In addition to the heavy concentration of music, I was blown away by the sheer intensity of partying in the area. The entire city seemed to be one big party: people in bars, clubs and restaurants, spilling out into the streets, while others, having purchased alcohol from convenience stores, were hanging with friends on stoops of houses and shops. The streets were literally packed with humanity and stayed packed till well past the closing times of bars in Chicago.

That night, I went into one of the bars advertising live music. It was still early so there weren’t many people in the bar. I ended up meeting the bar manager and most of the people that were there, including the two guys playing music and their friends. I told them I was a musician and they asked me to come play a couple of songs. That was really fun. I left for a few hours and came back to catch the end of the show. The bar was much more crowded at that point. Again, I got to get up and play a few. I was psyched. I thought I played well and was very well-received. (In a previous post, I mentioned the prevalence of the Blues Brothers. This is one of those places! They have Jake and Elwood stenciled on the wall behind the performers. You can see it in the video above, at left.)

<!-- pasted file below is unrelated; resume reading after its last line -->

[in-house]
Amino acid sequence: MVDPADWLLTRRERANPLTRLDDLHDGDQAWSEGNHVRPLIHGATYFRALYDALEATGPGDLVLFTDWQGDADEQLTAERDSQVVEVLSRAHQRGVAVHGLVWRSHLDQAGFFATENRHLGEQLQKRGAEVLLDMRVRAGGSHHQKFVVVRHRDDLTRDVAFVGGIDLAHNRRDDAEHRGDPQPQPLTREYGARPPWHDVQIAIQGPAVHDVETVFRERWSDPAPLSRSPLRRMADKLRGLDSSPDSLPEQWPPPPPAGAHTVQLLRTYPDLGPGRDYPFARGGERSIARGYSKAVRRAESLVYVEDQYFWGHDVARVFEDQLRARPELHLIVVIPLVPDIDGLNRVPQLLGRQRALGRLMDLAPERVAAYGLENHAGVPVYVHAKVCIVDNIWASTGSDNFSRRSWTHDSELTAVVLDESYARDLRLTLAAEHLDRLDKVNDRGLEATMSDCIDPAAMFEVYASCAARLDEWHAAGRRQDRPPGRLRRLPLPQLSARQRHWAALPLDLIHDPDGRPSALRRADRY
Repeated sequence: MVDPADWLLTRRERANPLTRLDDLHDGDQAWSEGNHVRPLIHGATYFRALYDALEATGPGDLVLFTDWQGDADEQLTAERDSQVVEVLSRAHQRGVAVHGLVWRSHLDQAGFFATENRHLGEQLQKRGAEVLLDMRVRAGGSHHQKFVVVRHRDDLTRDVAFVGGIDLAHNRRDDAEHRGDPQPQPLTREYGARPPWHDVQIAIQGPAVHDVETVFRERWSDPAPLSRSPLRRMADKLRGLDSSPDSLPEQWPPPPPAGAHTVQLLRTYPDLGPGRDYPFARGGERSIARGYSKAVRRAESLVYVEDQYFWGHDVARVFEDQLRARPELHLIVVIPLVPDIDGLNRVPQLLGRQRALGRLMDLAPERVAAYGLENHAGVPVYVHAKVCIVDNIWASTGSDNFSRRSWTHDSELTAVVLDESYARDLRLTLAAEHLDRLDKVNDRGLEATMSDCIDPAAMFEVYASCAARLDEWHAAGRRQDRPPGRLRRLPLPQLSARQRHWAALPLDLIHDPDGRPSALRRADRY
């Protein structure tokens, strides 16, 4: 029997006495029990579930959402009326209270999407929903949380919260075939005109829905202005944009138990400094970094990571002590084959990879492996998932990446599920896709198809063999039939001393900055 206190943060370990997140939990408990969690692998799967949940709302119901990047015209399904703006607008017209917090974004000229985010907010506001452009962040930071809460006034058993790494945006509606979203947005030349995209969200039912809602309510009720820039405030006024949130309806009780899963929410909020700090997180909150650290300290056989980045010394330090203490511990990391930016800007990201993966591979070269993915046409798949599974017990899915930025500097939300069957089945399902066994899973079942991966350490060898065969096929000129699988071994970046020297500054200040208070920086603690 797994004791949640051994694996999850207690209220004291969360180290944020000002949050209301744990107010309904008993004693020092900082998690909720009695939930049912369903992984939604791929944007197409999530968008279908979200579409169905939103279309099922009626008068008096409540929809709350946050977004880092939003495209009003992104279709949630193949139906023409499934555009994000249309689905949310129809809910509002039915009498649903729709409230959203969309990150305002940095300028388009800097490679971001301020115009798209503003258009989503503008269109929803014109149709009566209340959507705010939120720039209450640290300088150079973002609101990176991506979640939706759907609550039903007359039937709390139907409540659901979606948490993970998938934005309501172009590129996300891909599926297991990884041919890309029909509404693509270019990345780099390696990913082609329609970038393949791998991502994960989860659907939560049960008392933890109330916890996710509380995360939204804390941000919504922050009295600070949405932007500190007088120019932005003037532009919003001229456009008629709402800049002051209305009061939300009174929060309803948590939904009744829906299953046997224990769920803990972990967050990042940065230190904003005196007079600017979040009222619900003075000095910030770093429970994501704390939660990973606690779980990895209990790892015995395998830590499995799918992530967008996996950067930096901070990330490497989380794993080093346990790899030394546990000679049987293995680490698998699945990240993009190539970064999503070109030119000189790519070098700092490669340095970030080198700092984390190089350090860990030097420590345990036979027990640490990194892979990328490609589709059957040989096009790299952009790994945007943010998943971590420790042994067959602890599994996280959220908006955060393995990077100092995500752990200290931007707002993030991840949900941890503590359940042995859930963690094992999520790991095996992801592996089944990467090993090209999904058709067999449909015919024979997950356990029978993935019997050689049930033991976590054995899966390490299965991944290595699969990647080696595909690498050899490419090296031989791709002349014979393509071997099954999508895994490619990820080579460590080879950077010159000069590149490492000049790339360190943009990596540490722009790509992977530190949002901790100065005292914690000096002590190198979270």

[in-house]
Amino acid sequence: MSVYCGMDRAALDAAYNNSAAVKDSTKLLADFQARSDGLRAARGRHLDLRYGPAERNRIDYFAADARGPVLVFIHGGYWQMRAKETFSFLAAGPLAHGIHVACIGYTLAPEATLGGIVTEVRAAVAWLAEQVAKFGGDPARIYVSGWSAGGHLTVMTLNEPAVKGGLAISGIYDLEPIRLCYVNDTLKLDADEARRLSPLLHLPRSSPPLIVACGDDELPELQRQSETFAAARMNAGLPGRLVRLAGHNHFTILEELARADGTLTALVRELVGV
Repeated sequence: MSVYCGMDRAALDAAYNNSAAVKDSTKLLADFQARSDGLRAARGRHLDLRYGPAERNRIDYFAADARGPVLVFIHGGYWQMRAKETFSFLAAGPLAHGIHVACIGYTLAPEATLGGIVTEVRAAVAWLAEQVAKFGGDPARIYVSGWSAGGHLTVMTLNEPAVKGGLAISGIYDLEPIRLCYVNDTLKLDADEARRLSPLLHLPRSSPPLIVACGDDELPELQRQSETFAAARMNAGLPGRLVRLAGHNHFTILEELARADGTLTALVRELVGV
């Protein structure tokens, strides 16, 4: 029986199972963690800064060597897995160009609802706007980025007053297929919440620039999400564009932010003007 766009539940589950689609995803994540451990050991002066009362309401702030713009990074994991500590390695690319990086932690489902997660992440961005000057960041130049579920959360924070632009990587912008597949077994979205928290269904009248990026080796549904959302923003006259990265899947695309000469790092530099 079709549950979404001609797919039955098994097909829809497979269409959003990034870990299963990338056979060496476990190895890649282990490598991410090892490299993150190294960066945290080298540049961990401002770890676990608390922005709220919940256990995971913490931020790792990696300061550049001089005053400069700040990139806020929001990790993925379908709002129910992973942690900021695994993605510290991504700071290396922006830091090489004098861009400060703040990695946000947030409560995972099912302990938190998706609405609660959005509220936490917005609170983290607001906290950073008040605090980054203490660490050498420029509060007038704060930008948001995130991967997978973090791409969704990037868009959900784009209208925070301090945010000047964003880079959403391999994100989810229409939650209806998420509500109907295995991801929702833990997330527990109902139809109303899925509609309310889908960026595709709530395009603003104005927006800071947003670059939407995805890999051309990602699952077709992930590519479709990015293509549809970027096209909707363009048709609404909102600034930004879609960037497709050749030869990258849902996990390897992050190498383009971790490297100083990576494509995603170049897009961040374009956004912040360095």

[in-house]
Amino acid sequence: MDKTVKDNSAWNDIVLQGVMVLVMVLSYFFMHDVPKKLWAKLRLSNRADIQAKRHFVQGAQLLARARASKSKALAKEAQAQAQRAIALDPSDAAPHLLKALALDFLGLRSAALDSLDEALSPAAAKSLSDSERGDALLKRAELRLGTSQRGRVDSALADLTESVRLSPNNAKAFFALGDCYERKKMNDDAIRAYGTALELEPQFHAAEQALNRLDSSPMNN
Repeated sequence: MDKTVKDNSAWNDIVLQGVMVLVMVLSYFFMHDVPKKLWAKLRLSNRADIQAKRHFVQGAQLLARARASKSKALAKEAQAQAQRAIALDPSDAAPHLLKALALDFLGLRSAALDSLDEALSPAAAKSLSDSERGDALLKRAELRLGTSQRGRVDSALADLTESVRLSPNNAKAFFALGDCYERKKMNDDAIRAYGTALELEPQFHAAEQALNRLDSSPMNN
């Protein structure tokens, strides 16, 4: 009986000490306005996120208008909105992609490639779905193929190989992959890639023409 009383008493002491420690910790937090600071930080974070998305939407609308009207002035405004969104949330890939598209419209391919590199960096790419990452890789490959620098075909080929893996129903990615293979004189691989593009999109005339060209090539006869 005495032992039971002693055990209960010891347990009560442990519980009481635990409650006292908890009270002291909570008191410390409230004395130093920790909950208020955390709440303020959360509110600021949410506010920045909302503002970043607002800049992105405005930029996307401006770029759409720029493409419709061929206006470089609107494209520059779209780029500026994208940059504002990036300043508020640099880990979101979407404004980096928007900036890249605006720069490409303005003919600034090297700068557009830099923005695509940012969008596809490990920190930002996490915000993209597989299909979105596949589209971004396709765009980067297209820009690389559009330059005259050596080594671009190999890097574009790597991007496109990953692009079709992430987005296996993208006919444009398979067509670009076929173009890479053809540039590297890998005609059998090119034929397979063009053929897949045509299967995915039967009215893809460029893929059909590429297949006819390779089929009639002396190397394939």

Some quick props for Turkey: Yes, this is Istanbul, and, therefore, not an accurate portrayal of the entire country. Nonetheless, I wish more Americans would experience this city and this Muslim country. Turkey – its cities, food, incredible beaches, hospitality and wide variety of historical sites – would alter their perceptions of the Middle East, I have no doubt. Some other places you should consider for the trip you will now be planing 🙂 : Cappadocia (Flinstone-like rock dwellings), Efes (one of best Roman sites), Bodrum (sick beaches), Marmaris (more beaches and nightlife), Nemrut Dag (amazing Hittite ruins), Pamukkale (hot springs)…


Arkaoda, Kadiköy, Istanbul

Arkaoda’s beer garden, Istanbul